With all due respect to Mr. Nussbaum and the enthusiastic readers of his book (which I will read!), I would like to say that the words "creativity", "creation", and "creating" are incorrect words when applied to human accomplishments.  Human beings are imaginative and we make a lot of things.  We compose, we assemble, we invent, we construct, we engineer, we innovate, we organize, we produce, etc.,et. al., .  . basically, we IMAGINE and put together elements of that which already exists, but nothing is actually "created" by man.  Everything that exists is already created.  We merely rearrange the molecules.  We are imaginative but not creative beings.  Only God can create.  If I'm being persnickety then so be it.  :)

    Just food for thought.  Humbling, I know.  I get that.  I'm human.  

  • kofi asomaning

    The ultimate creator is God who has created us in his image and has given us aspects of his creative mind so that we might bring into being here on earth the things we imagine. It is this "bringing into being" that is termed creativity, innovation etc. etc.

  • Lrn303

    Great Article .,., If I can add my thoughts , like creativity precedes innovation , I believe curiosity precedes creativity. A curious mind , in an attempt to get answer , will become creative by associating with right people , and then perhaps , leads to innovation .

    But the question remains .,., Is there any science to make people more curious ?

    L.R. Natarajan

  • Wireframemonster

    Creativity requires solitude. Teams create mediocrity due to idea censoring and fear. If there is a team it should be 2 to 3 people preferable one being an idealist and the other to bounce the ideas off of. Of course it's always good to cross consult other disciplines because creativity happens in between that space where two seemingly separate ideas suddenly become connected. I love how companies are complaining of a lack of creativity after years of cutting funding for the arts in schools. We tried to tell you, but I believe there is a wealth of creativity happening amongst the young but these companies are not hiring young people are they?There is so much talent wasting away out there because the entry jobs are not there and companies are not taking a risk on them. Hence, we make our own companies that are more creative than yours and eventually override your company. Your fault. You lose. I can guarantee there is more creative talent behind your local Starbucks counter than most have in their companies. I enjoyed the article. I love fast company for valuing creativity and treating it as a true asset. Thank you.

  • this guy

    This is an awesome comment. Just wanted to say that.
    It's so frustrating to go into a corporate environment as a professional creative (designer) but the environment is one of the most anti-creative environments I could possibly imagine. The people hate crazy ideas, sketching ideas, or just generally unusual/imaginative thinking that challenges the status quo. And then once they shut down all of your ideas because of their million reasons why everything could never work, they ask "where is the innovation?". Yeah.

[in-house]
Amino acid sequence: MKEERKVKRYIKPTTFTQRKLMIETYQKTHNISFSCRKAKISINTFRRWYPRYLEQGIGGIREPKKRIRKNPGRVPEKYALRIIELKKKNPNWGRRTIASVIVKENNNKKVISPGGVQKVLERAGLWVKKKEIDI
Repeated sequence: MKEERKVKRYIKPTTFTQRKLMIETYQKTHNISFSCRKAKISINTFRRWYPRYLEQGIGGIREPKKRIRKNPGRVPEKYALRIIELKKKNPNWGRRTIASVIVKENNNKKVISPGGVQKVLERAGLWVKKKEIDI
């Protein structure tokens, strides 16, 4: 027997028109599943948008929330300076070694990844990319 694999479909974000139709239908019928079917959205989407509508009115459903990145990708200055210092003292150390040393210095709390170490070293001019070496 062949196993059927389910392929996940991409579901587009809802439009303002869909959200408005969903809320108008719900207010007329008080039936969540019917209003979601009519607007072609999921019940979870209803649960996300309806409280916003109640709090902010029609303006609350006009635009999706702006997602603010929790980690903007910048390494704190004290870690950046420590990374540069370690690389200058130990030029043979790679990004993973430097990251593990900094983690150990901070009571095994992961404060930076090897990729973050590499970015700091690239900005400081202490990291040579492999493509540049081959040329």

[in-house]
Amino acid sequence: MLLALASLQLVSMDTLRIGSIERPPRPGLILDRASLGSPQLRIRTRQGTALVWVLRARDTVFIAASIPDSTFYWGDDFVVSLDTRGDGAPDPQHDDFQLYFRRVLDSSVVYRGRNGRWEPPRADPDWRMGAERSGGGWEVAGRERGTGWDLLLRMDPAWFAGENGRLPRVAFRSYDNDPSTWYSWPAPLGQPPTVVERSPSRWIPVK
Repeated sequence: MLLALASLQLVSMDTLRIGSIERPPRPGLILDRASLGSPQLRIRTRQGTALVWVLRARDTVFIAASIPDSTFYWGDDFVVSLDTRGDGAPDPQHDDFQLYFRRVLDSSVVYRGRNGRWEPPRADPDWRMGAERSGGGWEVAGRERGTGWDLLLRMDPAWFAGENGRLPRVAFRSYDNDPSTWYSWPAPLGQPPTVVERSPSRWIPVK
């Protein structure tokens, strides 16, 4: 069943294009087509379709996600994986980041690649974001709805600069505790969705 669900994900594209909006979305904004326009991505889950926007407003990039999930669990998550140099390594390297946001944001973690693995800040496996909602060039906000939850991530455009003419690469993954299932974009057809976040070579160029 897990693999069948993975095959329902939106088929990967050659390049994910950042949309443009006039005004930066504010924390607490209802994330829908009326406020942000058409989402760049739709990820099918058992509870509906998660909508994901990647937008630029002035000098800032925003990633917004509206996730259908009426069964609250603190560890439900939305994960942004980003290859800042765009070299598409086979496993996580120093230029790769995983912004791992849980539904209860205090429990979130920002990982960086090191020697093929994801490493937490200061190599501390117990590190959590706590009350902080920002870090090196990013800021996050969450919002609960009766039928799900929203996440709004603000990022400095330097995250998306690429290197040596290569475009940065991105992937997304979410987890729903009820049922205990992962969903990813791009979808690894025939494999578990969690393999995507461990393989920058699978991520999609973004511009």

Anyway you said it better than I could: let's just do it ourselves. 

  • Dmitri

    How about a joint in a locked studio? Don't forget that most geniuses are individuals, not teams.

  • Dtern

    " I stand on the shoulders of giants" --- Isaac Newton
    "good artists borrow; great artists steal" --- Pablo PicassoEven if you are a "lone" genius, like those two above, your creativity is influenced by a great many others.

  • BraandLife

    The recommended collaborative spirit of creativity is one that we have implemented since our founding and this approach never fails... A wonderful sense of freedom and peer buy in.

  • Bruce Nussbaum

    I had great fun working with my students to get these right.They're key ideas in my book, Creative Intelligence.

  • Amalie Espeland

    I very much agree! Creativity is key for the future. There are so many inventions and repetitive trends that we need to be creative and innovative. I have as a goal to be more creative in 2013, and believe that I can do that by surrounding myself with more creative people. bring on creative '13!

  • Susan Robertson

    I couldn't agree more, Bruce. Often in our innovation work for organizations, we'll hear someone say "I'm not creative." The truth is that every human problem-solves, thus everyone is creative. But it's also true that we can learn to be better at and more overt in our creative thinking. Lots of research supports that fact. In addition to the suggestions you make here, there are a few, simple tools that are easily learned and applied that will amp up anyone's creativity. We routinely train our clients in these foundational tools, so that they can get better at thinking more creatively every day. Susan Robertson, Innovation Process Consultant, Ideas To Go, Inc.

  • Korrine Skinner

    I don't believe efficiency and analysis are at odds with creativity. In my mind, it's the wanderers who balance all three to bring ideas to life. Inspiring article, Bruce, can't wait to read the book!